Inoshima, I., Inoshima, N., Wilke, G., Powers, M., Frank, K., Wang, Y., and Bubeck Wardenburg, J., A Staphylococcus aureus pore-forming toxin subverts the activity of ADAM10 to cause lethal infection, Nature Medicine 17:1310-1314, 2011.

Frank, K. M., Schneewind, O., and Shieh, W. J. Investigation of a researcher's death due to septicemic plague. N. Engl. J. Med. 364:2563-2564, 2011.

Inoshima, I., Inoshima, N., Wilke, G., Powers, M., Frank, K., Wang, Y., and Bubeck Wardenburg, J., A Staphylococcus aureus pore-forming toxin subverts the activity of ADAM10 to cause lethal infection in mice. Nat. Med. 17:1310-1314, 2011.

Frank, K. M., Hogarth, D. K., Miller, J. L., Mandal, S., Mease, P. J., Samulski, R. J., Weisgerber, G. A., and Hart, J., Investigation of the cause of death in a gene-therapy trial. N. Engl. J. Med. 361:161-169, 2009.

Charnot-Katsikas A., Dorafshar A. H, Aycock J. K, David M. Z,. Weber S. G., Frank K. M., Two Cases of Necrotizing Fasciitis Due to Acinetobacter baumannii. J Clin. Microbiol. 47:258-63, 2009.

Woo, L.L., Futami, K., Simamoto, A., Furuichi, Y., and Frank, K.M., The Rothmund-Thomson Gene Product, RECQL4, Localizes to the Nucleolus in Response to Oxidative Stress. Exp. Cell Res. 312:3443-3457, 2006.

Foster, R.E, Nnakwe, C, Woo, L, and Frank, K.M., Monoubiquitination of the nonhomologous end joining protein XRCC4. Biochem Biophys Res Commun. 341:175-183, 2006.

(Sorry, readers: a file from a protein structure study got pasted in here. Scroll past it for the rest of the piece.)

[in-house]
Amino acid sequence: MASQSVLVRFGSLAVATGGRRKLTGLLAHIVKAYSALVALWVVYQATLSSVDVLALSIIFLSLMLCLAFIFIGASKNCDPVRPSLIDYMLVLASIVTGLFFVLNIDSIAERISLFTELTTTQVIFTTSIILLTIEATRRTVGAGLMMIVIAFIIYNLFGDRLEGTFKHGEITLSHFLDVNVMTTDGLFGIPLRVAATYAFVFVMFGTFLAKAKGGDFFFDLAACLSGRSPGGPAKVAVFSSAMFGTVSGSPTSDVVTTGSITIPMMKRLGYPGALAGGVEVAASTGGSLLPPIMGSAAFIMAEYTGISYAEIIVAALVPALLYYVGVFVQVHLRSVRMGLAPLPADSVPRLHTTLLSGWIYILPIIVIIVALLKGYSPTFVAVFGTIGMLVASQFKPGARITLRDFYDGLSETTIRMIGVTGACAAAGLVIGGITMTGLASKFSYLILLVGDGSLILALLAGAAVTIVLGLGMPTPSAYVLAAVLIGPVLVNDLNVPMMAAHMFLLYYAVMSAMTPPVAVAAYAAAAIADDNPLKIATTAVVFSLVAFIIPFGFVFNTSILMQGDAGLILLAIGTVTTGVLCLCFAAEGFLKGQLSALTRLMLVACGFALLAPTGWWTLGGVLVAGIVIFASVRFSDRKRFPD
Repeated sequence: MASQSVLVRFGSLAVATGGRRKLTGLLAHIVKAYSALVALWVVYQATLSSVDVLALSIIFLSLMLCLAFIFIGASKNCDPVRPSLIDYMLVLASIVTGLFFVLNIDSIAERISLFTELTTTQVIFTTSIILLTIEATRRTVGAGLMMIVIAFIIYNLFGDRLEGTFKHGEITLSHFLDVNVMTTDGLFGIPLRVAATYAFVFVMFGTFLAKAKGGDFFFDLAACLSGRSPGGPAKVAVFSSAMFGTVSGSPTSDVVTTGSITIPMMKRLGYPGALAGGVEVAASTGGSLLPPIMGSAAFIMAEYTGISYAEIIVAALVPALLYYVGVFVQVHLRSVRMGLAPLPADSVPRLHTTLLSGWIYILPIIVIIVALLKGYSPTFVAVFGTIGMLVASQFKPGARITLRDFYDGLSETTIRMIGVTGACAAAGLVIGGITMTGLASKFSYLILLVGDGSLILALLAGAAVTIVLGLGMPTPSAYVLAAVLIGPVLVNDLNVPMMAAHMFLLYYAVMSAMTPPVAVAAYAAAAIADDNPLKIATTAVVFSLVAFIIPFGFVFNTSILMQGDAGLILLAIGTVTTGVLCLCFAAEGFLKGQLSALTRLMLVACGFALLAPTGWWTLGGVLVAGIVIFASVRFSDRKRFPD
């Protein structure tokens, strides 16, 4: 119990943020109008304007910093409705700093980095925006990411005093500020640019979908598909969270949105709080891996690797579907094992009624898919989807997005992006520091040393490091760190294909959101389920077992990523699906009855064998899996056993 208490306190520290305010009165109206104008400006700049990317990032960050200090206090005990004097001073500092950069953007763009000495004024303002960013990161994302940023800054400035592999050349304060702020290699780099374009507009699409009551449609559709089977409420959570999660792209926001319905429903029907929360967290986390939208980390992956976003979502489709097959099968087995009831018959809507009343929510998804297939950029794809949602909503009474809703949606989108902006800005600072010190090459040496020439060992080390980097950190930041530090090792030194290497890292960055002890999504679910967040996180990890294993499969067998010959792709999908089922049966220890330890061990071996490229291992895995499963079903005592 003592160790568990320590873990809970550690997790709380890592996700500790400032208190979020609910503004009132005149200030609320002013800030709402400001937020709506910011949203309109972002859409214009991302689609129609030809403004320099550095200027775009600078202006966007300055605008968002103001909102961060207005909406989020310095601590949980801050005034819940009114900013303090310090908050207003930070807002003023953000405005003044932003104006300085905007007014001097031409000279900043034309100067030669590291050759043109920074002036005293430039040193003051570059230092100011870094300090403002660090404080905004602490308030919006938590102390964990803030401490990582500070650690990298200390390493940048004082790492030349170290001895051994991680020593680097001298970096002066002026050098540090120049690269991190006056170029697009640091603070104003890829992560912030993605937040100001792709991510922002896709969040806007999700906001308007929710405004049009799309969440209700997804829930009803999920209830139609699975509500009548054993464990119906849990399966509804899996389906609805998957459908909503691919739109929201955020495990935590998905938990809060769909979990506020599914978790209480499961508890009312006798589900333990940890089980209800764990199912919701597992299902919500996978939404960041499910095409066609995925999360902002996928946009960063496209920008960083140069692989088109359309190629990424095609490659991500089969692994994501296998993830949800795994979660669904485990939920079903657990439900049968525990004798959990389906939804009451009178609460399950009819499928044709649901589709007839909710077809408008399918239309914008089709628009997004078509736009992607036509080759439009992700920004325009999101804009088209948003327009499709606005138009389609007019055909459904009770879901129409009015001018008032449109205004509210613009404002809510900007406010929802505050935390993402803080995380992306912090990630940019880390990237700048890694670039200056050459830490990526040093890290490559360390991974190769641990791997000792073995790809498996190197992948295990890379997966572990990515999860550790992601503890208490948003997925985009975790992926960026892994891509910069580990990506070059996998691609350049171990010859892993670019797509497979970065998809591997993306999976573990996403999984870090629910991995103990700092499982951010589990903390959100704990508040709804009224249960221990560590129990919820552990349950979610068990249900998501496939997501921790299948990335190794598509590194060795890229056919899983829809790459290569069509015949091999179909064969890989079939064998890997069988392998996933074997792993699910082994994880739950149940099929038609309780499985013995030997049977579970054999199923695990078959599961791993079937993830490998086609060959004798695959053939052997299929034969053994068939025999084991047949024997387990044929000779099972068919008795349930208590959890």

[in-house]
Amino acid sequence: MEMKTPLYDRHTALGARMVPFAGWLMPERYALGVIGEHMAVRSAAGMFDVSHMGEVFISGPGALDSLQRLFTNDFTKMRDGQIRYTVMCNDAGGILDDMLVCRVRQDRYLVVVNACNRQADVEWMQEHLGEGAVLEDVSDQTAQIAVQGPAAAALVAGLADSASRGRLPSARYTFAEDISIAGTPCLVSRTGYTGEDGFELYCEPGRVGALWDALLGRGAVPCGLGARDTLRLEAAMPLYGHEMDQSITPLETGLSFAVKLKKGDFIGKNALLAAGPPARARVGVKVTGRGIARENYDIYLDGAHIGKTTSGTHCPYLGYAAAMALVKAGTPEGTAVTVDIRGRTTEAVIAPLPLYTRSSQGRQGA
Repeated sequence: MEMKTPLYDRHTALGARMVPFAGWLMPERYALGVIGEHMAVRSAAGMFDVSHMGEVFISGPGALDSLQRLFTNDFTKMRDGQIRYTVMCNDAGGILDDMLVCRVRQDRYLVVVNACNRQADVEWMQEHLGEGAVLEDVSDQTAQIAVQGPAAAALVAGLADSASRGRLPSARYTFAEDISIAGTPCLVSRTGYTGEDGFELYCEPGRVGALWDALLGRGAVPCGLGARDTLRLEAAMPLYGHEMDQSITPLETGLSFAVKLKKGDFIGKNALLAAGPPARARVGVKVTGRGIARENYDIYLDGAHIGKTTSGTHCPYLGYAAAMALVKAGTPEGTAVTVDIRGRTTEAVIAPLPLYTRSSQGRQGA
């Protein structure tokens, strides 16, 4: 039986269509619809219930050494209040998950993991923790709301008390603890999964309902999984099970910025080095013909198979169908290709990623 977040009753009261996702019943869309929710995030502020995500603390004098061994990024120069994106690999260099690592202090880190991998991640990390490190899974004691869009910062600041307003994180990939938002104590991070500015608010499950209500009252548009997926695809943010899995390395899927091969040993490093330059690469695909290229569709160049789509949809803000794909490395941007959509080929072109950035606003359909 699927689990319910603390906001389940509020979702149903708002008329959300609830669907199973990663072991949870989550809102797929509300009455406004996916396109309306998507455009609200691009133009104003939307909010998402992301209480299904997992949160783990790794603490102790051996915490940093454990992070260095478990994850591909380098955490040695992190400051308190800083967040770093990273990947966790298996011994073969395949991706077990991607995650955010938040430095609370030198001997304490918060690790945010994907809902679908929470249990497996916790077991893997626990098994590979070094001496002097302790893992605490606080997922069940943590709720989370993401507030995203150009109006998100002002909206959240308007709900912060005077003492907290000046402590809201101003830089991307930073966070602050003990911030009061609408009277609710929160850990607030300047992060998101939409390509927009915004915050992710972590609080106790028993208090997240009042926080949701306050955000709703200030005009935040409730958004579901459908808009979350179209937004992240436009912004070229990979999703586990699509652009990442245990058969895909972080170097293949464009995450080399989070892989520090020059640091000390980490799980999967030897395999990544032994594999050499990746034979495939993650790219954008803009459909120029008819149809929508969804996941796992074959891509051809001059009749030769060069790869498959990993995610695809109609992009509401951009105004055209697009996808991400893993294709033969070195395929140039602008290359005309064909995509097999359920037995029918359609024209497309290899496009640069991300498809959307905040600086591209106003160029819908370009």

*Frank, K. M., *Sharpless, N. E., Gao, Y., Sekiguchi, J. M., Ferguson, D. O., Zhu, C., Manis, J. P., Horner, J., DePinho, R. A., and Alt, F. W. DNA ligase IV-deficiency in mice leads to defective neurogenesis and embryonic lethality via the p53 pathway. Molec. Cell, 5:993-1002, 2000. *These authors contributed equally.

Gao, Y., Sun, Y., Frank, K. M., Dikkes, P., Fujiwara, Y., Seidl, K. J., Sekiguchi, J. M., Rathbun, G. A., Swat, W., Wang, J., Bronson, R. T., Malynn, B. A., Bryans, M., Zhu, C., Chaudhuri, J., Davidson, L., Ferrini, R., Stamato, T., Orkin, S. H., Greenburg, M. E., and Alt, F. W. A critical role for DNA end-joining proteins in both lymphogenesis and neurogenesis. Cell, 95:891-902, 1998.

*Frank, K. M., *Sekiguchi, J. M., Seidl, K. J., Swat, W., Rathbun, G. A., Cheng, H.-L., Davidson, L., Kangaloo, L., and Alt, F. W. Late embryonic lethality and impaired V(D)J recombination in mice lacking DNA ligase IV. Nature, 396:173-177, 1998. *These authors contributed equally.

This page last reviewed on 03/25/15